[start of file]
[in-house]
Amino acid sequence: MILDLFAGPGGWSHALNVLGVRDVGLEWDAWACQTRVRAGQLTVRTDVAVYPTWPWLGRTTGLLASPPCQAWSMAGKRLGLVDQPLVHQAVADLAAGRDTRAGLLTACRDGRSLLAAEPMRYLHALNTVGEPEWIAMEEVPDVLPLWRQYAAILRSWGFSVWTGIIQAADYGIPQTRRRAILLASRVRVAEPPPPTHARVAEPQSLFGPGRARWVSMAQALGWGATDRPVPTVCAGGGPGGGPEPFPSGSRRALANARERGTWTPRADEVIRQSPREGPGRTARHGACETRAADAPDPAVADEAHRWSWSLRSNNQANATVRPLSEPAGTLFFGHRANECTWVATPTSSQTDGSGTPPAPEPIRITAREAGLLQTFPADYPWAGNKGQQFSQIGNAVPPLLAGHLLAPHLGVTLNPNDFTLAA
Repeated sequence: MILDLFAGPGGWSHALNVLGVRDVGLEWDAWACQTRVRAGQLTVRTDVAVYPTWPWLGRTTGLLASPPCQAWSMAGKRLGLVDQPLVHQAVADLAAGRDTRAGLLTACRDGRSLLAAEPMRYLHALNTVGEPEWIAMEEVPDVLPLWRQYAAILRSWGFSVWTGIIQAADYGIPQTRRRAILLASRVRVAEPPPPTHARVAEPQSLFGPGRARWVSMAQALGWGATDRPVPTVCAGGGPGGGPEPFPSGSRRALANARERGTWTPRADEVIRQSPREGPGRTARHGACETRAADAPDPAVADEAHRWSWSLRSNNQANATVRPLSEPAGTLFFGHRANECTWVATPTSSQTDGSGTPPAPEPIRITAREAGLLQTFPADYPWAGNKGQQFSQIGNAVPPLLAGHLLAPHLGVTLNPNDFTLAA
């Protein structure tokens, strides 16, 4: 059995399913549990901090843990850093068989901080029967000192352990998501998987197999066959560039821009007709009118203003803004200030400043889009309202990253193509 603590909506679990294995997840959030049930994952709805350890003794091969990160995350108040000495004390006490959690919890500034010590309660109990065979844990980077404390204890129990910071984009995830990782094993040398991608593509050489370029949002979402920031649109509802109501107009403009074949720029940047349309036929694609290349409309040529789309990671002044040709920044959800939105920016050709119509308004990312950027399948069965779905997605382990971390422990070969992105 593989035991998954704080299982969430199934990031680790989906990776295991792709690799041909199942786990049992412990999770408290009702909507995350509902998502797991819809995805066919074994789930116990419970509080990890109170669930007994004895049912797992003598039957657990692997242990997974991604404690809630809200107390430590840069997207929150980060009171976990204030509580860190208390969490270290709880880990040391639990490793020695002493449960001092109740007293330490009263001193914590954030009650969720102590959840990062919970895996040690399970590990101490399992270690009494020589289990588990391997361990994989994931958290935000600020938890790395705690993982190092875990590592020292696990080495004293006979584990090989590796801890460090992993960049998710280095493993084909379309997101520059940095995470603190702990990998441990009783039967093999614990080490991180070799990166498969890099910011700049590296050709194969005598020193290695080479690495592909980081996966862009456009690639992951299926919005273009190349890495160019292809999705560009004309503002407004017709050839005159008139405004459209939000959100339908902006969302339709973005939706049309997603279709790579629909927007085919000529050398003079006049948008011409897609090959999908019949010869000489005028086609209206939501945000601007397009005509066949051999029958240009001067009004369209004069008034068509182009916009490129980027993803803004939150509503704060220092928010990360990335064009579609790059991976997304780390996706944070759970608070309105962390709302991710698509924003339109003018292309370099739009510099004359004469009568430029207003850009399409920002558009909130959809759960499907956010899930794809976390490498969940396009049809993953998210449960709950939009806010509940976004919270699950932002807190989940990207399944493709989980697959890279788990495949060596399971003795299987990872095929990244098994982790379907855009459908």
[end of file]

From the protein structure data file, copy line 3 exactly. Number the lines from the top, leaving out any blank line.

Repeated sequence: MILDLFAGPGGWSHALNVLGVRDVGLEWDAWACQTRVRAGQLTVRTDVAVYPTWPWLGRTTGLLASPPCQAWSMAGKRLGLVDQPLVHQAVADLAAGRDTRAGLLTACRDGRSLLAAEPMRYLHALNTVGEPEWIAMEEVPDVLPLWRQYAAILRSWGFSVWTGIIQAADYGIPQTRRRAILLASRVRVAEPPPPTHARVAEPQSLFGPGRARWVSMAQALGWGATDRPVPTVCAGGGPGGGPEPFPSGSRRALANARERGTWTPRADEVIRQSPREGPGRTARHGACETRAADAPDPAVADEAHRWSWSLRSNNQANATVRPLSEPAGTLFFGHRANECTWVATPTSSQTDGSGTPPAPEPIRITAREAGLLQTFPADYPWAGNKGQQFSQIGNAVPPLLAGHLLAPHLGVTLNPNDFTLAA